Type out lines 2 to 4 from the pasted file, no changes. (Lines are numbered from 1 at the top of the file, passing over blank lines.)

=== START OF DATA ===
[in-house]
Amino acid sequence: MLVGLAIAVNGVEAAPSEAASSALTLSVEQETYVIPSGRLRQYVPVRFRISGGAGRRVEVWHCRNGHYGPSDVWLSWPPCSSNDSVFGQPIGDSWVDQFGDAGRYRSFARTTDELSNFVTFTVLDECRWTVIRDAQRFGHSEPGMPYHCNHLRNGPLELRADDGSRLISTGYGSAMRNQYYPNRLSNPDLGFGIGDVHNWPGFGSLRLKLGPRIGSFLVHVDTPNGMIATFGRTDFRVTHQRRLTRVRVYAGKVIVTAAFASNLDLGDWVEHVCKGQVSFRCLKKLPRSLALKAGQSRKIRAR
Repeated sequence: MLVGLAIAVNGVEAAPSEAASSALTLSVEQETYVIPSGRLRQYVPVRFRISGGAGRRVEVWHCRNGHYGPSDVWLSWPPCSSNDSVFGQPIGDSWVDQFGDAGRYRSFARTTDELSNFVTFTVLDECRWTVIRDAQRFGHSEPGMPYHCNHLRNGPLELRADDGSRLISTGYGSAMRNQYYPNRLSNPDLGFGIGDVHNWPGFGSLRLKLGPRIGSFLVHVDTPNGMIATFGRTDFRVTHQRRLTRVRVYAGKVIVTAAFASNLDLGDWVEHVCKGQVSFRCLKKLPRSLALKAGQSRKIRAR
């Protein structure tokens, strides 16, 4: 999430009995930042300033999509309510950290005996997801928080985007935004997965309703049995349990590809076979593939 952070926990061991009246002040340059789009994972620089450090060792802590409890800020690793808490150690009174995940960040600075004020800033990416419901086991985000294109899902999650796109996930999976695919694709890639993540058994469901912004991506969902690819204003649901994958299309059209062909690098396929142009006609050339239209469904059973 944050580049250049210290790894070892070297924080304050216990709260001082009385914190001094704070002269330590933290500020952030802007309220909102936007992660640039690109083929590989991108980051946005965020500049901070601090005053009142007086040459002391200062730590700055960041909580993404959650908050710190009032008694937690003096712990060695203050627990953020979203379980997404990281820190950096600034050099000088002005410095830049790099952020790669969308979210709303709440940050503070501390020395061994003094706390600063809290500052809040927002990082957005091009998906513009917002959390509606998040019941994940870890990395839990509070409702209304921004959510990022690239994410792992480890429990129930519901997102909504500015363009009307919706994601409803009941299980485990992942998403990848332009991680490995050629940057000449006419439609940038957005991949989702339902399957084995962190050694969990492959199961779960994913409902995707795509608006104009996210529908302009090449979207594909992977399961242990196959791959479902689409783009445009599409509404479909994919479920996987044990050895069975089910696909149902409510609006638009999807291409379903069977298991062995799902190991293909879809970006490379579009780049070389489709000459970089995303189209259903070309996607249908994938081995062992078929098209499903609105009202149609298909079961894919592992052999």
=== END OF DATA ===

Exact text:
Amino acid sequence: MLVGLAIAVNGVEAAPSEAASSALTLSVEQETYVIPSGRLRQYVPVRFRISGGAGRRVEVWHCRNGHYGPSDVWLSWPPCSSNDSVFGQPIGDSWVDQFGDAGRYRSFARTTDELSNFVTFTVLDECRWTVIRDAQRFGHSEPGMPYHCNHLRNGPLELRADDGSRLISTGYGSAMRNQYYPNRLSNPDLGFGIGDVHNWPGFGSLRLKLGPRIGSFLVHVDTPNGMIATFGRTDFRVTHQRRLTRVRVYAGKVIVTAAFASNLDLGDWVEHVCKGQVSFRCLKKLPRSLALKAGQSRKIRAR
Repeated sequence: MLVGLAIAVNGVEAAPSEAASSALTLSVEQETYVIPSGRLRQYVPVRFRISGGAGRRVEVWHCRNGHYGPSDVWLSWPPCSSNDSVFGQPIGDSWVDQFGDAGRYRSFARTTDELSNFVTFTVLDECRWTVIRDAQRFGHSEPGMPYHCNHLRNGPLELRADDGSRLISTGYGSAMRNQYYPNRLSNPDLGFGIGDVHNWPGFGSLRLKLGPRIGSFLVHVDTPNGMIATFGRTDFRVTHQRRLTRVRVYAGKVIVTAAFASNLDLGDWVEHVCKGQVSFRCLKKLPRSLALKAGQSRKIRAR
């Protein structure tokens, strides 16, 4: 999430009995930042300033999509309510950290005996997801928080985007935004997965309703049995349990590809076979593939 952070926990061991009246002040340059789009994972620089450090060792802590409890800020690793808490150690009174995940960040600075004020800033990416419901086991985000294109899902999650796109996930999976695919694709890639993540058994469901912004991506969902690819204003649901994958299309059209062909690098396929142009006609050339239209469904059973 944050580049250049210290790894070892070297924080304050216990709260001082009385914190001094704070002269330590933290500020952030802007309220909102936007992660640039690109083929590989991108980051946005965020500049901070601090005053009142007086040459002391200062730590700055960041909580993404959650908050710190009032008694937690003096712990060695203050627990953020979203379980997404990281820190950096600034050099000088002005410095830049790099952020790669969308979210709303709440940050503070501390020395061994003094706390600063809290500052809040927002990082957005091009998906513009917002959390509606998040019941994940870890990395839990509070409702209304921004959510990022690239994410792992480890429990129930519901997102909504500015363009009307919706994601409803009941299980485990992942998403990848332009991680490995050629940057000449006419439609940038957005991949989702339902399957084995962190050694969990492959199961779960994913409902995707795509608006104009996210529908302009090449979207594909992977399961242990196959791959479902689409783009445009599409509404479909994919479920996987044990050895069975089910696909149902409510609006638009999807291409379903069977298991062995799902190991293909879809970006490379579009780049070389489709000459970089995303189209259903070309996607249908994938081995062992078929098209499903609105009202149609298909079961894919592992052999």